Thursday, April 06, 2006

The Women

Sweetney and Gingajoy got me to thinking about feminism from their recent posts. I commented on Sweetney’s site that I practice feminism by example and not by dogma, whatever that means.

What it means is, I was brought up by a pretty strong dame. My mother is a true maverick. She was born in Ada, OK and she rode horses, played polo, and, when she was 19, her father bought her a Piper Cub airplane. He told her about a program a woman named Jacqueline Cochran was putting together for women pilots in Texas.

My mother went and tried out for the Women's Airforce Service Pilots (WASP) but she didn’t get in. She came back home and told her father and he told her to go back and try again. He told her no daughter of his was going to fail. She went back, tried again, and got in. She became friends with the founders, Jackie Cochran and Nancy Love. Nancy Love was my brother’s godmother.

After the war, the WASP disbanded, my mother met my father at a cocktail party in New York, and six weeks later they were married. My father joined the Foreign Service, they moved to Singapore, then Australia. My mother went on two week riding trips in the Outback. Then they were then stationed to Tokyo, where she took up ceramics, calligraphy, painting and taught English on Japanese TV.

When they came back to the States, she was asked to join the Women’s Advisory Committee on Aviation, where she met a whole new slew of salty kickass dames.
Connie Wolf
, the Lady Balloonist, who always, and I mean a-l-w-a-y-s, wore a black hat with a black mesh veil attached, was a good friend who would come over for cocktails and stories.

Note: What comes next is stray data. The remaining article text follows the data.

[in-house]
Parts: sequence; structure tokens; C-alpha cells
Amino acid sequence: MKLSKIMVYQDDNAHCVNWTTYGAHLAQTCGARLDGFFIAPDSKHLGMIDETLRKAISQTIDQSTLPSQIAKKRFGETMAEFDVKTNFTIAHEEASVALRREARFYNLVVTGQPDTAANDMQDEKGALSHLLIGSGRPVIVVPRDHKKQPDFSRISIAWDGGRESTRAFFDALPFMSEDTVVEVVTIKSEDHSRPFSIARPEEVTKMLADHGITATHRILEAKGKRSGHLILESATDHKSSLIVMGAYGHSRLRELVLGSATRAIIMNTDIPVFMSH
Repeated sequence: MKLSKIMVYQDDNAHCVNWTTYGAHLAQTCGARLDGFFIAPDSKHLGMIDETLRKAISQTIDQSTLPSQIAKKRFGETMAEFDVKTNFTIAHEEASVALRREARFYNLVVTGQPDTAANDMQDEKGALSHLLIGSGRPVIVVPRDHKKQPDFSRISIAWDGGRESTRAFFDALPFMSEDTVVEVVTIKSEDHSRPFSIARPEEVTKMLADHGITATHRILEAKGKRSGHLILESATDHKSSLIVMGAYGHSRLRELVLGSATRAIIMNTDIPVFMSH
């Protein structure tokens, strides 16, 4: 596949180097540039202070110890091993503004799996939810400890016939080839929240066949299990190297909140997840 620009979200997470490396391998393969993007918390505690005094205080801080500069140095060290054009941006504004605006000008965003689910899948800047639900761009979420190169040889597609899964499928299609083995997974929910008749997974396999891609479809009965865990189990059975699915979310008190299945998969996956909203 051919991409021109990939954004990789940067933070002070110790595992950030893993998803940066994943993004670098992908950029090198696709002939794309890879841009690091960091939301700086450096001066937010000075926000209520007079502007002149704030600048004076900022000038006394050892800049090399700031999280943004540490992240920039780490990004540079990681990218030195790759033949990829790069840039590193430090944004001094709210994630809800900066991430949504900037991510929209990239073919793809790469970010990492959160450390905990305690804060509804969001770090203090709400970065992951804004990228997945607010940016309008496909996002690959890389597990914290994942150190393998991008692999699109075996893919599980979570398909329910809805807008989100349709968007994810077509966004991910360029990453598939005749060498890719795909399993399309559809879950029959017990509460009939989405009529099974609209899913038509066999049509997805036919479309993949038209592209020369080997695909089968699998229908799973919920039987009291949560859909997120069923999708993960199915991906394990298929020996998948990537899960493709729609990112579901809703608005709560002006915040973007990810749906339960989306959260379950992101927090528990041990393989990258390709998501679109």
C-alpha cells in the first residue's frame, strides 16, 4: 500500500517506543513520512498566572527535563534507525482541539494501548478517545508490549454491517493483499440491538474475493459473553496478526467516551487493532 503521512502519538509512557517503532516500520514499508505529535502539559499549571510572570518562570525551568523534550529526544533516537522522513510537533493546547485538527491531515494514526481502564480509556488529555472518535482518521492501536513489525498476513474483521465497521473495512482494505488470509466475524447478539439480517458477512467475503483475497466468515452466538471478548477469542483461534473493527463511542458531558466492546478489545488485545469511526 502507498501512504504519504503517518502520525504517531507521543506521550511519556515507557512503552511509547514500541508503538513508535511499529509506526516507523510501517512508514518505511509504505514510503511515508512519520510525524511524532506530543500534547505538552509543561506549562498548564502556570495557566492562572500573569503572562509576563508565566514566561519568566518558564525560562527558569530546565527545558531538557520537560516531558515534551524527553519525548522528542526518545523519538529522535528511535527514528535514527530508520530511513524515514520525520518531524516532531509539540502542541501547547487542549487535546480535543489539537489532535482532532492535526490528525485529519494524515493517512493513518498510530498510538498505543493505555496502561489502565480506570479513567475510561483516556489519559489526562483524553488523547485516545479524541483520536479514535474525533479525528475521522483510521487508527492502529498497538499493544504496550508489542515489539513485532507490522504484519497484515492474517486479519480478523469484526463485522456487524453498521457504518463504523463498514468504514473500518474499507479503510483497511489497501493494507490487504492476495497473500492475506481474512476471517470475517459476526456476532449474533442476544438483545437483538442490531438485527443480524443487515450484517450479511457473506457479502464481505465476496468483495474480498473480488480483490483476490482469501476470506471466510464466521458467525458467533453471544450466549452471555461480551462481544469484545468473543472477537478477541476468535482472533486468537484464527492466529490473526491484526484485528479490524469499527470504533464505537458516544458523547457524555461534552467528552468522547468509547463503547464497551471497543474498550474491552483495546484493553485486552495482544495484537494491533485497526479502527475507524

She also met Janey, the wife of a senator and an accomplished aviator, who was once considered for the NASA space program. Janey is the first woman I remember cognizantly feeling respect for. Because she was such a ball busting liberal realist. She was also an experienced sailor who learned celestial navigation in her 60’s so she wouldn’t have to rely on temperamental machines. She had eight kids, that she sort of stayed home with, and her own small plane that she used to fly her husband to all of his campaign stops.

My mother’s two best friends were “the two Elizabeths,” both OBGYNs. Elizabeth was the first woman chief of staff of Columbia Hospital for Women, here in DC, and she delivered me. She was like my second mother. I gave one of three eulogies at her funeral and it still chokes me up. The other Elisabeth (for whom I am really named because that’s how I spell it) became a psychiatrist when she was in her 50’s, in addition to her OBGYN specialty. She became one of the foremost experts on post-partum depression and pre-menstrual syndrome because of her unique discipline in both fields.

Sooooooooo, conversation around the hacienda was always pretty stimulating. No one ever talked about working or staying at home. It just wasn’t an issue. My mother went to work in the 60’s for the FAA, as part of Johnson’s initiative to get more women into the government at higher levels. She went in, working on congressional liaison, and worked there for 25 years.

I was born late in my parents’ lives—my brother and sister were 14 and 11, my parents 42 and 54. So my brother and sister got one mother—the adventurous, horseback riding, glamorous hostess and I got the still-wonderful hostess, who also worked full time at a demanding job.

My mother hated housework and, as a Foreign Service wife, she had tons of servants and so when she came back to the States and started working full time, she hired a nanny for me and a housekeeper. My mother never did a load of laundry in my lifetime—honestly, I don’t think she could tell the washer from the dryer. She also never made my lunch or baked a cookie or a cake. Ever. Wait, she did make my lunch for my first day of school in second grade. (We had just moved back from India). She made me—and I kid you not—a CUCUMBER AND MAYONAISE sandwich. That’ll go a long way in establishing you as an eccentric fruitcake on your first day of school, lemme tell ya.